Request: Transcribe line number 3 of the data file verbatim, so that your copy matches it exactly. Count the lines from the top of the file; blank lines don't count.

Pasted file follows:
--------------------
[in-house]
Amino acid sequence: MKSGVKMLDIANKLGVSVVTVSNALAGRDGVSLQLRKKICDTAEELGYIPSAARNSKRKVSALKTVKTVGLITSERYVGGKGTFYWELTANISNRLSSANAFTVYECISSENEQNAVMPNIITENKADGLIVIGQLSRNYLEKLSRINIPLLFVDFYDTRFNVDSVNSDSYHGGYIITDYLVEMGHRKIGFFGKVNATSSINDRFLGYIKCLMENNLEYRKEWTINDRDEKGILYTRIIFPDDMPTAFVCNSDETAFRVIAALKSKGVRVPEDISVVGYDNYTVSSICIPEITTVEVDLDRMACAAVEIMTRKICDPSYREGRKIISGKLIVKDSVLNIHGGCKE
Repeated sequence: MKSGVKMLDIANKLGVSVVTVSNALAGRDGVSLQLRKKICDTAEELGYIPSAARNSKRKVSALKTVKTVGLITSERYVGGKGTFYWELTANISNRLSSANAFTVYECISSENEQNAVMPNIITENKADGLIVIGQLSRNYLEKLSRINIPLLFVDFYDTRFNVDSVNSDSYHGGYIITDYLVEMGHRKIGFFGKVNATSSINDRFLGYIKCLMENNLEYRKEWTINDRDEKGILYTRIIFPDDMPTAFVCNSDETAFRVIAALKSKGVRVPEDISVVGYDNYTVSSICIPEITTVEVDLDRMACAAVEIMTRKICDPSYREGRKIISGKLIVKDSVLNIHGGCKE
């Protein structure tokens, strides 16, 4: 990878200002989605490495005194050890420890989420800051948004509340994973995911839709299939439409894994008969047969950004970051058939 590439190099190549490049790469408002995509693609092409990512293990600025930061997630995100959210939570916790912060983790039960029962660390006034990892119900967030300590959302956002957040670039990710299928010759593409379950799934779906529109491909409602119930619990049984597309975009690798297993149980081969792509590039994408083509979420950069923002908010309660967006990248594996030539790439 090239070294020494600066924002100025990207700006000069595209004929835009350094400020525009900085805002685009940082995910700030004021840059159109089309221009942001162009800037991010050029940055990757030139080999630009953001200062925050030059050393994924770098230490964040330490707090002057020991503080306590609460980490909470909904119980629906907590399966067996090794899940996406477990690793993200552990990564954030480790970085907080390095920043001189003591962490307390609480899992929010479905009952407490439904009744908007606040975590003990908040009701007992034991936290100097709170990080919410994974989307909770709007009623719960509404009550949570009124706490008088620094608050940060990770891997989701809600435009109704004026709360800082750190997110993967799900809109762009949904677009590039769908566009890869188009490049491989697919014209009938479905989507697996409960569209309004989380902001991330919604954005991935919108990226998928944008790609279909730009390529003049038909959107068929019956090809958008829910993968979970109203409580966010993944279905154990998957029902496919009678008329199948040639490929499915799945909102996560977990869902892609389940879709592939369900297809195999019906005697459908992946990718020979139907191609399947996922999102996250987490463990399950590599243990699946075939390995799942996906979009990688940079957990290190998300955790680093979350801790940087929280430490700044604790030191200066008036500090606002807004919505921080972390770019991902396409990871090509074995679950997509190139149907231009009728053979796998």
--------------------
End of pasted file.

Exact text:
Repeated sequence: MKSGVKMLDIANKLGVSVVTVSNALAGRDGVSLQLRKKICDTAEELGYIPSAARNSKRKVSALKTVKTVGLITSERYVGGKGTFYWELTANISNRLSSANAFTVYECISSENEQNAVMPNIITENKADGLIVIGQLSRNYLEKLSRINIPLLFVDFYDTRFNVDSVNSDSYHGGYIITDYLVEMGHRKIGFFGKVNATSSINDRFLGYIKCLMENNLEYRKEWTINDRDEKGILYTRIIFPDDMPTAFVCNSDETAFRVIAALKSKGVRVPEDISVVGYDNYTVSSICIPEITTVEVDLDRMACAAVEIMTRKICDPSYREGRKIISGKLIVKDSVLNIHGGCKE